LONDON (Reuters) - Caught up in a toxic mix of fractious geopolitics, unorthodox monetary policy and domestic power plays, Turkey’s lira has been firmly on a bumpy yet steadily descending path in recent years.
Having emerged from a bruising 2018 that saw the currency tumble nearly 30% and following a difficult start to this year, the lira enjoyed a brief period of stability over the past two weeks.
But the dismissal of central bank chief Murat Cetinkaya over the weekend has pushed the lira firmly back into the limelight - for all the wrong reasons.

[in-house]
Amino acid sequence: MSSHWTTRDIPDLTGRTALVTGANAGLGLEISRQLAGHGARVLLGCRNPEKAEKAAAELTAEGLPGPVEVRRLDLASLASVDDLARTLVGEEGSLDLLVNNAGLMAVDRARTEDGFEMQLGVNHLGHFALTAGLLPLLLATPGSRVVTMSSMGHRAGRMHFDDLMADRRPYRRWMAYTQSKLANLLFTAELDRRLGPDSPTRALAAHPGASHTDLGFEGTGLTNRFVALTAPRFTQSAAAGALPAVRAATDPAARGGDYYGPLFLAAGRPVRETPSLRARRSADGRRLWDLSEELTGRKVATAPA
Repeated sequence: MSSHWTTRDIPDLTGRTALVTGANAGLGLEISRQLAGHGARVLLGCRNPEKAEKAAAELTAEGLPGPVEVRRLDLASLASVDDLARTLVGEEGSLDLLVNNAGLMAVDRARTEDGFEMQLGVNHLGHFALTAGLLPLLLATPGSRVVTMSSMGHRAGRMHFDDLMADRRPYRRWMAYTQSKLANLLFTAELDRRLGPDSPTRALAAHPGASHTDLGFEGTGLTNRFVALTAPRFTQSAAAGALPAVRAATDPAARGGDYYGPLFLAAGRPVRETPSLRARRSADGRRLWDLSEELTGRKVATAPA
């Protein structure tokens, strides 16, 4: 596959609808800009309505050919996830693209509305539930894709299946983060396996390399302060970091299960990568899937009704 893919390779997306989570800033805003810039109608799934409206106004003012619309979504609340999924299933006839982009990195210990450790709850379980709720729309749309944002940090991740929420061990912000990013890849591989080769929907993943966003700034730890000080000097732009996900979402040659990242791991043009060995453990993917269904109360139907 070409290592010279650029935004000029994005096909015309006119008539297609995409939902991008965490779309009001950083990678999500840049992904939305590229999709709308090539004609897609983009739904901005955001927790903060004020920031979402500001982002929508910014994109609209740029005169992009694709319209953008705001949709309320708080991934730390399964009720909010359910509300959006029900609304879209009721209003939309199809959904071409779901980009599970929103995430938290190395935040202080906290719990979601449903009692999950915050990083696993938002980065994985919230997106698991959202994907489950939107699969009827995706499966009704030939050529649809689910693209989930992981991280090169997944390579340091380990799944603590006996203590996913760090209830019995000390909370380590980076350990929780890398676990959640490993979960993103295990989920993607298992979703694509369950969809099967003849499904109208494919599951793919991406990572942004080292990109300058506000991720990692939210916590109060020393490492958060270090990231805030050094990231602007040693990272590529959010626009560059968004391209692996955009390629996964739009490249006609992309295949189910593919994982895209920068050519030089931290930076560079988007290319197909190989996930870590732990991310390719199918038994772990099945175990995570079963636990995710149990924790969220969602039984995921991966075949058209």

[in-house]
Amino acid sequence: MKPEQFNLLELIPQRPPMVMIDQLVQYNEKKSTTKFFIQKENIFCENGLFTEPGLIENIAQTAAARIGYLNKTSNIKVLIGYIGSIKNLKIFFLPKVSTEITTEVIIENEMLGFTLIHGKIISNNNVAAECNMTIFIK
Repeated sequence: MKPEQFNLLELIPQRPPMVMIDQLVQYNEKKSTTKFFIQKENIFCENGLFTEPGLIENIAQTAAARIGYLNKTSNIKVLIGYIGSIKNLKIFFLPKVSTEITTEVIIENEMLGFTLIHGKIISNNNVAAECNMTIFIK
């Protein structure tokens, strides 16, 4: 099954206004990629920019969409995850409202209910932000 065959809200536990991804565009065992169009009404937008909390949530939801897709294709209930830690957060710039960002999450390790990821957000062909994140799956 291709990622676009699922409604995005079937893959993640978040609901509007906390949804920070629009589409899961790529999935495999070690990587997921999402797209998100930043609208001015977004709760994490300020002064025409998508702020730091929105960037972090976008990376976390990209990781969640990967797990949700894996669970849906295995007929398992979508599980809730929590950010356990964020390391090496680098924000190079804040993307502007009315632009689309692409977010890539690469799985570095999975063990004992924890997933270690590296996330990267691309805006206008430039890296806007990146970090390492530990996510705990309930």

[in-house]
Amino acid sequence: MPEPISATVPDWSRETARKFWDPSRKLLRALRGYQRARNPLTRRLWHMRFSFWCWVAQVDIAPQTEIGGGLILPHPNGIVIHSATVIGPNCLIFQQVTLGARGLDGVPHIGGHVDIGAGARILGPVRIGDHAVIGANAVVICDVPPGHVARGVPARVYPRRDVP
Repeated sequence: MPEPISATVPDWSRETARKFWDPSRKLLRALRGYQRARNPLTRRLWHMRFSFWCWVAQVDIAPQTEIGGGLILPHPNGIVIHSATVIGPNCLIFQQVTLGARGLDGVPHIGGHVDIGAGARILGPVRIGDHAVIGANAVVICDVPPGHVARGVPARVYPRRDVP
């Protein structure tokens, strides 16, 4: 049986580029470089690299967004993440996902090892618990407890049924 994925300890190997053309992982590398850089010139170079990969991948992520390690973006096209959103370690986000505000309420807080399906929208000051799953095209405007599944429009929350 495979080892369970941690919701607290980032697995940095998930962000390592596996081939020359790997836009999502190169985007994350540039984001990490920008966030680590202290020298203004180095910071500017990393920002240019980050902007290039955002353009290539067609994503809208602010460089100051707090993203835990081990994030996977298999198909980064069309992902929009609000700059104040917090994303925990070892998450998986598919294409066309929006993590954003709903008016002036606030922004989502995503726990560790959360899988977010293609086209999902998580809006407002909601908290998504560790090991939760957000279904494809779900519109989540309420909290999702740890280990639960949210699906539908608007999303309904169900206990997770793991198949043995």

The currency has tumbled some 70% against the U.S. dollar since the 2013 “taper tantrum”, when the Federal Reserve announced a step down in asset purchases and triggered a sharp sell off in riskier assets, especially emerging markets.
Below are some of the main events that have marked the lira’s decline in recent years:
Turkey's lira - the long decline - tmsnrt.rs/2YPkU84
Reporting and graphic by Karin Strohecker, Editing by William Maclean